HB 2451 Removing Use It or Lose It Water Policies: HB 2451 updates current state water policy to incentivize water conservation. The bill would remove the current use it or lose it policy in water law that forces water allocation rights to be used or else be taken away. Currently, water rights holders are given an allocation of water to use if this allocation is not completely used the water rights could be lost. HB 2451 would not force the water to be used and prevents water rights from being taken away.
On Thursday, February 2, the House approved HB 2451 by a vote of 124 to 0. The Senate approved HB 2451 on February 16 by a vote of 40 to 0. Governor Brownback signed the bill into law on March 5.
SB 272 Multi-Year Flex Accounts: SB 272 allows for multi-year flex accounts to assist irrigators, landowners and other affected parties in periods of drought. This would give parties flexibility in using their water allocation over a five year period. Years where individuals use more water than allocated can be set off by other years where the full allocation is not used. On Thursday, February 16 the House approved SB 272 by a vote of 124 to 0. The Senate approved SB 272 on February 23 by a vote of 40 to 0. Governor Brownback signed the bill into law on March 5.
SB 310 Local Enhanced Management Areas: SB 310 establishes a process where Local Enhanced Management Areas (LEMA) can be established within a groundwater management district (GMD). The bill requires a GMD to recommend a plan to the Division of Water Resources for review and public hearings. After the public hearings are held, the LEMA plans may be accepted, rejected or returned for revision to address concerns from the public hearings.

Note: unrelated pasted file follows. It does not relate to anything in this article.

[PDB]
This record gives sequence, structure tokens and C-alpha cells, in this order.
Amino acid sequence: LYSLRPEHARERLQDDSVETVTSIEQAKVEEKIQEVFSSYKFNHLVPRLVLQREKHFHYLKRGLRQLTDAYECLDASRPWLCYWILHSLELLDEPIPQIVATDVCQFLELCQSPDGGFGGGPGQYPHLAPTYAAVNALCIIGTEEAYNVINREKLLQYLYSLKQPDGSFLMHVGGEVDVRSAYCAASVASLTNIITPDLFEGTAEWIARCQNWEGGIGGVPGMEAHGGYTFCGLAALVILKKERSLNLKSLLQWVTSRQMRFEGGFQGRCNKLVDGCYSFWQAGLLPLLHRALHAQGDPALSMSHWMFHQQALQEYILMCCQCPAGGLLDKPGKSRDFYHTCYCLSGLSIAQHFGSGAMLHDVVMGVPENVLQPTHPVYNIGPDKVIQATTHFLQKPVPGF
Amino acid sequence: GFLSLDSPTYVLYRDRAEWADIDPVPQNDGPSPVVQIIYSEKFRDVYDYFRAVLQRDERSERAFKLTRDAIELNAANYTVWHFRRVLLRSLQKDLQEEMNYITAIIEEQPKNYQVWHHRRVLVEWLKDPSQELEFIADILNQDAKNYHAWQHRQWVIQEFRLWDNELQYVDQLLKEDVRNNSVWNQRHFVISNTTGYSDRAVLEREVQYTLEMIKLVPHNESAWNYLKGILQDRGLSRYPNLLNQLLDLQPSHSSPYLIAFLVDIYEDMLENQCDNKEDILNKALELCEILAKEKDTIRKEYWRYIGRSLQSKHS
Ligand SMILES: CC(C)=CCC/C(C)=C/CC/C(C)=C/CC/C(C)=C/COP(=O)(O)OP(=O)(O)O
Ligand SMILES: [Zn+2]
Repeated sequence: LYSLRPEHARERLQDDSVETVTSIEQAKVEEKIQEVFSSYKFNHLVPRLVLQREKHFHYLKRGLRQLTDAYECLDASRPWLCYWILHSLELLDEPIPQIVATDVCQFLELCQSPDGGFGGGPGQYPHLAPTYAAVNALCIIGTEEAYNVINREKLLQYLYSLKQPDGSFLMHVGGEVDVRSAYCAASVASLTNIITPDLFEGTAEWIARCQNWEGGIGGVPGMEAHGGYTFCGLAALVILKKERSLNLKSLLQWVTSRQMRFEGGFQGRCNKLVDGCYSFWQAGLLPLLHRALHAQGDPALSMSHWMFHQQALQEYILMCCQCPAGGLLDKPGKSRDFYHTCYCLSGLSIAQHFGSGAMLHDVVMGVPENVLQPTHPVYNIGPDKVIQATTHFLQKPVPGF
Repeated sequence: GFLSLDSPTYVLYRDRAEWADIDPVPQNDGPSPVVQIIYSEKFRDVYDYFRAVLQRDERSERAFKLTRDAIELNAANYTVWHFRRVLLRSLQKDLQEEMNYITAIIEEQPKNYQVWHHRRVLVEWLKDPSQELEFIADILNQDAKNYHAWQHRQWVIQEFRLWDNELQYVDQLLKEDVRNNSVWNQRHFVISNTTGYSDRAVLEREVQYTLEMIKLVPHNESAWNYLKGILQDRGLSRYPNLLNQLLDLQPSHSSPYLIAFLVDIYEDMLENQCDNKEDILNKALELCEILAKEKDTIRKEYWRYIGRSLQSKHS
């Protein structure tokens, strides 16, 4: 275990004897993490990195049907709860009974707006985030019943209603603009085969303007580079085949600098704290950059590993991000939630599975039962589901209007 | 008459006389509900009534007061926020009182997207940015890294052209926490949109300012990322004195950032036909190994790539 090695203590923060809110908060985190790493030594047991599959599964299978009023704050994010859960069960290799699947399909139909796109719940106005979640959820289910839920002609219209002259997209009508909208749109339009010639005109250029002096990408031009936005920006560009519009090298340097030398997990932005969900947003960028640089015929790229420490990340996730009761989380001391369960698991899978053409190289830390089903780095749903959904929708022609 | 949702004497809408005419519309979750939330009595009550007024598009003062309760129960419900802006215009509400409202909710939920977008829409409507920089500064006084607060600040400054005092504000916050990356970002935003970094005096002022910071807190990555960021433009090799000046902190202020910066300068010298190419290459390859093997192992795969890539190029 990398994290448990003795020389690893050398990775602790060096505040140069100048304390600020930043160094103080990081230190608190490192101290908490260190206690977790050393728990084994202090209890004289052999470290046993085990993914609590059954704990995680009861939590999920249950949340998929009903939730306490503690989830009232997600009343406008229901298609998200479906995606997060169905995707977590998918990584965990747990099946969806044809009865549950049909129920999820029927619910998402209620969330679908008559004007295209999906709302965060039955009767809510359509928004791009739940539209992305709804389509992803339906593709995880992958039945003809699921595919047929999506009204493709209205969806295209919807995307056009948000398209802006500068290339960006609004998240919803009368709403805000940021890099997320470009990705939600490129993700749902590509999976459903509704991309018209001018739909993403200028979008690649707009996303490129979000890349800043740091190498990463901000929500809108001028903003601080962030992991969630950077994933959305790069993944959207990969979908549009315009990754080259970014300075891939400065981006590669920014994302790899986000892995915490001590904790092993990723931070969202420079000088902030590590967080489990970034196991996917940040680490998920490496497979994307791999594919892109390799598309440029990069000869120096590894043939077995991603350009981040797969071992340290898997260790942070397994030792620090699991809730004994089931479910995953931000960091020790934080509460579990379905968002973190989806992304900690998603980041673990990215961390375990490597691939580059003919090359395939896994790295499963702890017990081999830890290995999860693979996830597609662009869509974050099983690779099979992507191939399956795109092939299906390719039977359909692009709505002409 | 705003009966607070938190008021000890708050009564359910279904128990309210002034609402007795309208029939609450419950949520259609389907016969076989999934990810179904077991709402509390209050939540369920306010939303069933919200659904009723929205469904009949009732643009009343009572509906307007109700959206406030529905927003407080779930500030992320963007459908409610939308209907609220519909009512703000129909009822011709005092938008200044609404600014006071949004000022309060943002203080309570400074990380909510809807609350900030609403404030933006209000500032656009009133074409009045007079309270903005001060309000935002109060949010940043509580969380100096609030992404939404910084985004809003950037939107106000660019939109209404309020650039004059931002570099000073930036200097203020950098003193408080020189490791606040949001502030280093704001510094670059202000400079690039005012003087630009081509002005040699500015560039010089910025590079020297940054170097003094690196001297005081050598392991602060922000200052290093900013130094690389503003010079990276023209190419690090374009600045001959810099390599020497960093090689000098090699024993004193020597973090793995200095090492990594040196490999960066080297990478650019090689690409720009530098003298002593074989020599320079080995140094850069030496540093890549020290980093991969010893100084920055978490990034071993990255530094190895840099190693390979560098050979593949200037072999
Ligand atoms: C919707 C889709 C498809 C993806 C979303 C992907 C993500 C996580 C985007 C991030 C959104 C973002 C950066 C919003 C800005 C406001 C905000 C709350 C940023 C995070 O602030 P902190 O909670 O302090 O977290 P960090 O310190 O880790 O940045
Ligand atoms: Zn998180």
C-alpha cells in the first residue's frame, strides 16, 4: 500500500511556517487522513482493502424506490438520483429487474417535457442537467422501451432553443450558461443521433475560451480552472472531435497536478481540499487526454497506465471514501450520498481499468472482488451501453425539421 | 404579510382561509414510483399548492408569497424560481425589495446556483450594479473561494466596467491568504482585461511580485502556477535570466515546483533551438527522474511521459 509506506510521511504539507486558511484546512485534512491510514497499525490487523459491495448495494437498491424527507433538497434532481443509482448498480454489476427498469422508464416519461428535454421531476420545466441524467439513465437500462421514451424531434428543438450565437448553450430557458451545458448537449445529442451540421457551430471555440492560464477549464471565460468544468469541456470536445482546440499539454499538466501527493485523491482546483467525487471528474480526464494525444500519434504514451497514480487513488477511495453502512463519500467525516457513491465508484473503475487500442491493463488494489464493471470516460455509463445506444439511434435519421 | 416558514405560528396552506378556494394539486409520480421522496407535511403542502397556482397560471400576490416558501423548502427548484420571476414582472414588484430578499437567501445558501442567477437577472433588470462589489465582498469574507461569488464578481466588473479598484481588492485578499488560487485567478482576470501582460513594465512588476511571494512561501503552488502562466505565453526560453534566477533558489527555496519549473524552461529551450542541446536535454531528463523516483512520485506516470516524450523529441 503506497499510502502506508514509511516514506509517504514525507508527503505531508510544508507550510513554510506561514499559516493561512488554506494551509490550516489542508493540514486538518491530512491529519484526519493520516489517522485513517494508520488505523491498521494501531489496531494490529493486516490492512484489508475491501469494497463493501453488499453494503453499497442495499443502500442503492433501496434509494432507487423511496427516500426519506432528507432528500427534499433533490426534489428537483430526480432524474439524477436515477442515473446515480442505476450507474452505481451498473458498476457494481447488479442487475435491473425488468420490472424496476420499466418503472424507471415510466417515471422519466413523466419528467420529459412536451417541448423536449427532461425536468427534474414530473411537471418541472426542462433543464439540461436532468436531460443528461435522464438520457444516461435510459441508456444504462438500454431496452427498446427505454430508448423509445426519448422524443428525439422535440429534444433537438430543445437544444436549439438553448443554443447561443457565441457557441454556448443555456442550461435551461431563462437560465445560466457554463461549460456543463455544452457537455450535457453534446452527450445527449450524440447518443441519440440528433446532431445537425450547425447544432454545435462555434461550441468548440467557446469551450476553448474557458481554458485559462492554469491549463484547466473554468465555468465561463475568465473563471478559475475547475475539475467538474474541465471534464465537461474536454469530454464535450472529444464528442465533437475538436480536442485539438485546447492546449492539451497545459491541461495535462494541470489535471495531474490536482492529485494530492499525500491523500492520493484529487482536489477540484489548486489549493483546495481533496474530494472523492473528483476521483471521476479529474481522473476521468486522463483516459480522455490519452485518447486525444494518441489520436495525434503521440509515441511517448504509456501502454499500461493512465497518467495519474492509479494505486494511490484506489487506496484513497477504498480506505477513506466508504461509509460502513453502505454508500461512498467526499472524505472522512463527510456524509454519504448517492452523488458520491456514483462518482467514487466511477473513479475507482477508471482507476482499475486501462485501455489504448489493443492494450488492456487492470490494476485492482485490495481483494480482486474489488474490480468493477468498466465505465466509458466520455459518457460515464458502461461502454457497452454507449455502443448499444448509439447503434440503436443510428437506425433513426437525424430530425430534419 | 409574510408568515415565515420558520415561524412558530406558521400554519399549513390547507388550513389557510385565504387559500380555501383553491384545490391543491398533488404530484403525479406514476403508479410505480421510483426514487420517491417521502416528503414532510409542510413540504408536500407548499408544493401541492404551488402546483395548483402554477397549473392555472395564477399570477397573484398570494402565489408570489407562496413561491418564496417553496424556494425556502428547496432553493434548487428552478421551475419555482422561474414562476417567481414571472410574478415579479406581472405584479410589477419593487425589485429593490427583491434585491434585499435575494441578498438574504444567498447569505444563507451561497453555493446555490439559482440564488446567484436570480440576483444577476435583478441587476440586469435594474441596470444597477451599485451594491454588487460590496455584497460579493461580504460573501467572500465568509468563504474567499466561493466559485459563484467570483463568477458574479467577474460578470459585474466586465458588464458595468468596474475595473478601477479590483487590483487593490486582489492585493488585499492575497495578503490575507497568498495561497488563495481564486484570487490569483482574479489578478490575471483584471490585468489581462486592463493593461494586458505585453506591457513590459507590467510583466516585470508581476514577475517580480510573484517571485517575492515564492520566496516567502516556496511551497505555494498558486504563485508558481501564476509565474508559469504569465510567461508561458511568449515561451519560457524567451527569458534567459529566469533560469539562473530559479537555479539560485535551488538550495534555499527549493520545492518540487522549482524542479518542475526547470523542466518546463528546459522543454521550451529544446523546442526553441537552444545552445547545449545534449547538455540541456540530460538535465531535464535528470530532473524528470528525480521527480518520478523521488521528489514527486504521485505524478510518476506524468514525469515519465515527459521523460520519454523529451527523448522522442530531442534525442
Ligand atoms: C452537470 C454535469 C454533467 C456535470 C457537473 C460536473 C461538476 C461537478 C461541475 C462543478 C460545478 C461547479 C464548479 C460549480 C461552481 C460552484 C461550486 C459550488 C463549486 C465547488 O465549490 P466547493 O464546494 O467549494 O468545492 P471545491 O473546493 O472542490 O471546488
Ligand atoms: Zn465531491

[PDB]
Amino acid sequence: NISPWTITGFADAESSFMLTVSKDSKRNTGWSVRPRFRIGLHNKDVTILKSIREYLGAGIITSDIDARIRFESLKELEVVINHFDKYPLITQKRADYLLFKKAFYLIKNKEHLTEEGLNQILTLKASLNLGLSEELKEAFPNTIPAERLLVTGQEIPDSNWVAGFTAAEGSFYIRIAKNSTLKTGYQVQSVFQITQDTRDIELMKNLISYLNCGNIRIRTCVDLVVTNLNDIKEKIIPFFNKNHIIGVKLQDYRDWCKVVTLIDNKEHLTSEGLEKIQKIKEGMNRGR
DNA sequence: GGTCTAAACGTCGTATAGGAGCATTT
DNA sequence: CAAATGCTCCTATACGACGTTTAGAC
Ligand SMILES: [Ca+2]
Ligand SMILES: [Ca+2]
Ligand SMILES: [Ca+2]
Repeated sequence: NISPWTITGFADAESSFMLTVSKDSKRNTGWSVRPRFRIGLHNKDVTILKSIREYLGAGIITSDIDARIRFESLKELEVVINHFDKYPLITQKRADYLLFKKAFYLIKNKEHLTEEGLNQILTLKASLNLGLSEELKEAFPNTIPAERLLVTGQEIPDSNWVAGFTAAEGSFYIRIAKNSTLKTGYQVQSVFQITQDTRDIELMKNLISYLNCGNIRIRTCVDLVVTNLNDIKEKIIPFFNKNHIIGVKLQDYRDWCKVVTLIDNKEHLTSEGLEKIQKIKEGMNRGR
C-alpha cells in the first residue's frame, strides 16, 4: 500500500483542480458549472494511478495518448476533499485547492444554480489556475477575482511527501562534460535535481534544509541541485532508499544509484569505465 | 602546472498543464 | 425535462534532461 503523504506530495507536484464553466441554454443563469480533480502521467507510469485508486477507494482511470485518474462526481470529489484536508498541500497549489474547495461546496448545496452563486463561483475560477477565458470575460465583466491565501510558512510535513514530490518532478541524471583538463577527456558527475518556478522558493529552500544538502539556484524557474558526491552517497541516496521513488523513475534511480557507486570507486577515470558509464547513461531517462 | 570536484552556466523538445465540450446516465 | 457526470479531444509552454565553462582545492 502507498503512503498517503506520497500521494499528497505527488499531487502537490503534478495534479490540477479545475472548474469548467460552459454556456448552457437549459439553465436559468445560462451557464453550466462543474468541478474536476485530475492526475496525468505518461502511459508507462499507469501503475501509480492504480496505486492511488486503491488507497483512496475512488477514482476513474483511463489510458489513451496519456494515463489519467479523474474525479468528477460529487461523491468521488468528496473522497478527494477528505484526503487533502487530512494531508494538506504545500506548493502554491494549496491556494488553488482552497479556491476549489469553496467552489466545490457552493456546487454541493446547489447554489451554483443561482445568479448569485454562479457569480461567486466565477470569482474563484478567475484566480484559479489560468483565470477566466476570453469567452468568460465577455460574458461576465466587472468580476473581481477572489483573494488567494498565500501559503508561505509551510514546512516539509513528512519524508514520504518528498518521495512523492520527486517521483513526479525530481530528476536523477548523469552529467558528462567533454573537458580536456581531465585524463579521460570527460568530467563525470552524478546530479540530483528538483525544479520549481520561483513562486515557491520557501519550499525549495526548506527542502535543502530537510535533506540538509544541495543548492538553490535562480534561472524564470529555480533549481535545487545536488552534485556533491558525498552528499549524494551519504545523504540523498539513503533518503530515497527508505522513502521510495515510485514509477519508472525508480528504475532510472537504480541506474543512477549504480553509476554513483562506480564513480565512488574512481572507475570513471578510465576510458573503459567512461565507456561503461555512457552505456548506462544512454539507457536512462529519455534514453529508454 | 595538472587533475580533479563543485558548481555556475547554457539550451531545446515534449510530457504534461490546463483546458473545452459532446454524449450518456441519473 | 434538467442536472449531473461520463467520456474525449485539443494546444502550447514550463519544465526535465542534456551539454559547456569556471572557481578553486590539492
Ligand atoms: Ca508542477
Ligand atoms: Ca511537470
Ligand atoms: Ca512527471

If the plan is accepted, an order of designation would be issued to lay out the boundaries of the LEMA. A groundwater right holder could stay the order of the designation by applying for a review of the order. In addition, public hearings must be held to review the LEMA designation within seven years of the date of the finalization of the order.
This bill provides an option for local citizens to put forward proactive conservation plans in times of water shortages. It provides the affected parties the opportunity to decide how to address the shortage and avoid the political process involved with the current process.
On Thursday, March 15, the House approved SB 310 by a vote of 122 to 1. The Senate approved SB 310 on March 20 by a vote of 40 to 0. Governor Brownback signed the bill into law on March 30.
HB 2516 Water Bank Extension and Permanency: HB 2516 extends the availability and permanency of the Water Bank Act. In the late 1990's, the Legislature passed the Water Bank Act allowing for two water banks in the state. A person with water rights can deposit a portion of their usage rights into the water bank for purchase. Currently, there is only one bank operating in central Kansas and it has not been put to great use. However, the potential for fracking in Kansas makes this a useful tool in ensuring oil producers have the water they need for the fracking procedures. On Thursday, February 16 the House approved HB 2516 by a vote of 124 to 0. The Senate approved HB 2516 on March 27 by a vote of 40 to 0. The bill now awaits Governor Brownback's signature or veto.
HB 2517 Water Transition Assistance Program Permanency: HB 2517 makes the Water Transition Assistance Program, a five-year pilot program, permanent. The program is designed to permanently retire all or portions of irrigation water rights and was originally set to expire on June 30, 2012.
On Wednesday, February 22, the House approved HB 2517 by a vote of 123 to 0. The Senate approved HB 2517 on March 20 by a vote of 40 to 0. The bill now awaits Governor Brownback's signature or veto.